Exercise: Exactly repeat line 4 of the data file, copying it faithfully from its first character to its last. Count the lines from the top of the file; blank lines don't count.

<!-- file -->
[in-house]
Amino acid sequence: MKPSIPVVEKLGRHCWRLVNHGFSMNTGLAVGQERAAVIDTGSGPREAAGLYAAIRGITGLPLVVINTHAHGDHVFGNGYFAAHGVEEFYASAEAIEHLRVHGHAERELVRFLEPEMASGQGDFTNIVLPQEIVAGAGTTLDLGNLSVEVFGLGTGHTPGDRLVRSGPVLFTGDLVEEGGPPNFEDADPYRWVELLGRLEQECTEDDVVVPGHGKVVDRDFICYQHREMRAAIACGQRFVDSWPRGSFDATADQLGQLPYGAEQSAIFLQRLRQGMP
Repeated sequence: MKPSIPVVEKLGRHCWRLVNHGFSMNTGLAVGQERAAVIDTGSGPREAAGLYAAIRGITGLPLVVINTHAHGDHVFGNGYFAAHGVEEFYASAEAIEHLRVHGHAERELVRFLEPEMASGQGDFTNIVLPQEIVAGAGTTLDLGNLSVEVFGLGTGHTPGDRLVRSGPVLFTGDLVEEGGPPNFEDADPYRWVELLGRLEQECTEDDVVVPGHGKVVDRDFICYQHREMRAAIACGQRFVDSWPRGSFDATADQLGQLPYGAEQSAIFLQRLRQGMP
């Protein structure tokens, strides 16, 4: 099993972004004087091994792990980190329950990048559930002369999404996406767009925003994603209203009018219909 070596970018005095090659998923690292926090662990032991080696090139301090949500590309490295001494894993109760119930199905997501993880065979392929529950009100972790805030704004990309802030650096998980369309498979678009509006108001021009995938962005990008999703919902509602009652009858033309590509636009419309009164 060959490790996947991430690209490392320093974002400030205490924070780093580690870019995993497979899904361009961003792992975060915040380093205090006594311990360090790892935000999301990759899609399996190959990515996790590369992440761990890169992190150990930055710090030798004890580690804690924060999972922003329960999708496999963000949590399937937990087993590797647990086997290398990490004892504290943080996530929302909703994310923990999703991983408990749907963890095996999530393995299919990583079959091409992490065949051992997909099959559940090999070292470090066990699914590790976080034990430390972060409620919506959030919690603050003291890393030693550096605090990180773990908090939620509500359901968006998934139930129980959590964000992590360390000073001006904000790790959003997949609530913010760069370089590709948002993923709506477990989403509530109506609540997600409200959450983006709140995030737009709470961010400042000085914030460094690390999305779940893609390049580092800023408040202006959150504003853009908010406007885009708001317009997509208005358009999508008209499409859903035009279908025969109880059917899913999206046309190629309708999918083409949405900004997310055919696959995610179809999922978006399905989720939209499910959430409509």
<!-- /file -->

């Protein structure tokens, strides 16, 4: 099993972004004087091994792990980190329950990048559930002369999404996406767009925003994603209203009018219909 070596970018005095090659998923690292926090662990032991080696090139301090949500590309490295001494894993109760119930199905997501993880065979392929529950009100972790805030704004990309802030650096998980369309498979678009509006108001021009995938962005990008999703919902509602009652009858033309590509636009419309009164 060959490790996947991430690209490392320093974002400030205490924070780093580690870019995993497979899904361009961003792992975060915040380093205090006594311990360090790892935000999301990759899609399996190959990515996790590369992440761990890169992190150990930055710090030798004890580690804690924060999972922003329960999708496999963000949590399937937990087993590797647990086997290398990490004892504290943080996530929302909703994310923990999703991983408990749907963890095996999530393995299919990583079959091409992490065949051992997909099959559940090999070292470090066990699914590790976080034990430390972060409620919506959030919690603050003291890393030693550096605090990180773990908090939620509500359901968006998934139930129980959590964000992590360390000073001006904000790790959003997949609530913010760069370089590709948002993923709506477990989403509530109506609540997600409200959450983006709140995030737009709470961010400042000085914030460094690390999305779940893609390049580092800023408040202006959150504003853009908010406007885009708001317009997509208005358009999508008209499409859903035009279908025969109880059917899913999206046309190629309708999918083409949405900004997310055919696959995610179809999922978006399905989720939209499910959430409509």